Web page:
Once America’s new leader poured cold water on the Paris ‘deal’ it didn’t take some (all?) of the other G-20 members long to get cold feet about stumping up the ‘pledged’ cash. Looks like the political showboating was just that. Who is surprised any more by this well-worn routine?
Finance ministers for the U.S., China, Germany and other members of the Group of 20 economies may scale back a robust pledge for their governments to combat climate change, ceding efforts to the private sector.
Citing “scarce public resources,” the ministers said they would encourage multilateral development banks to raise private funds to accomplish goals set under the 2015 Paris climate accord, according to a preliminary statement drafted for a meeting that will be held in Germany next week.
The statement, obtained by Bloomberg News, is a significant departure from a communique issued in July, when finance ministers urged governments to quickly implement the Paris Agreement, including a call for wealthy nations to make good on commitments to mobilize $100 billion annually to cut greenhouse gases around the globe.
“It basically says governments are irrelevant. It’s complete faith in the magic of the marketplace,” John Kirton, director of the University of Toronto’s G-20 Research Group, said in an interview. “That is very different from the existing commitments they have repeatedly made.”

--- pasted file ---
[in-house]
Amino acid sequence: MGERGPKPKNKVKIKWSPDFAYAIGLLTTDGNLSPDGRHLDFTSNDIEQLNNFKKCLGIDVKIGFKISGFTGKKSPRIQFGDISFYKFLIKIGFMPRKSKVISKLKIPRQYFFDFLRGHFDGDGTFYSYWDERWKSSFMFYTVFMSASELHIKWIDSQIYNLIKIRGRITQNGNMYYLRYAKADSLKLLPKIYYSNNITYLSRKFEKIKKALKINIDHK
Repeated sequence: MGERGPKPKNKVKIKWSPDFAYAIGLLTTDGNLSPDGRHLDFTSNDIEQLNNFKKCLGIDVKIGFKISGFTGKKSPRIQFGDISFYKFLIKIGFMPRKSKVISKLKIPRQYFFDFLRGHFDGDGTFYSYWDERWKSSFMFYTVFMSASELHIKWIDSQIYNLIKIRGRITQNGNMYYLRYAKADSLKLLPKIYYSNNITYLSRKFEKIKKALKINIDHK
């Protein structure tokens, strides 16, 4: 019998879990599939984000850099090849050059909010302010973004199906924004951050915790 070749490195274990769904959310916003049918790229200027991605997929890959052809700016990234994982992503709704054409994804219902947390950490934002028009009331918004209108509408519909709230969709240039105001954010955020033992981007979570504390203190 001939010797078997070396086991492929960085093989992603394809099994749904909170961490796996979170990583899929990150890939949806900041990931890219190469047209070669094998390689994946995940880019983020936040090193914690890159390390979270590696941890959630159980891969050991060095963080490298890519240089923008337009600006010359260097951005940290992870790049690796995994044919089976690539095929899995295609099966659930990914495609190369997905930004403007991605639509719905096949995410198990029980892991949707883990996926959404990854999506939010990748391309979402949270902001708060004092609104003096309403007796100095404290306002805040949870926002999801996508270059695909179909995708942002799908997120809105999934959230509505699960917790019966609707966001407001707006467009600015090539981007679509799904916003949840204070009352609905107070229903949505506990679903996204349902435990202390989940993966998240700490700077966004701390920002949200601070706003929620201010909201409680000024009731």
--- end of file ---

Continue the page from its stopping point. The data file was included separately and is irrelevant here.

The shift in tone comes as U.S. President Donald Trump’s Treasury Secretary, Steven Mnuchin, prepares for his first G-20 meeting, scheduled for March 17 to 18 in the spa town of Baden-Baden. While European nations including Germany have been at the forefront of combating global warming, Trump has called climate change a hoax.
The Republican president vowed during his campaign to “cancel” the Paris agreement but has said little about the deal since taking office.
His cabinet members, meanwhile, have sent mixed signals. U.S. Secretary of State Rex Tillerson said the U.S. should keep a seat at the table for international climate talks. Scott Pruitt, the head of the Environmental Protection Agency, on Thursday expressed doubt that humans were to blame for global warming and called the Paris agreement a “bad deal” for the U.S.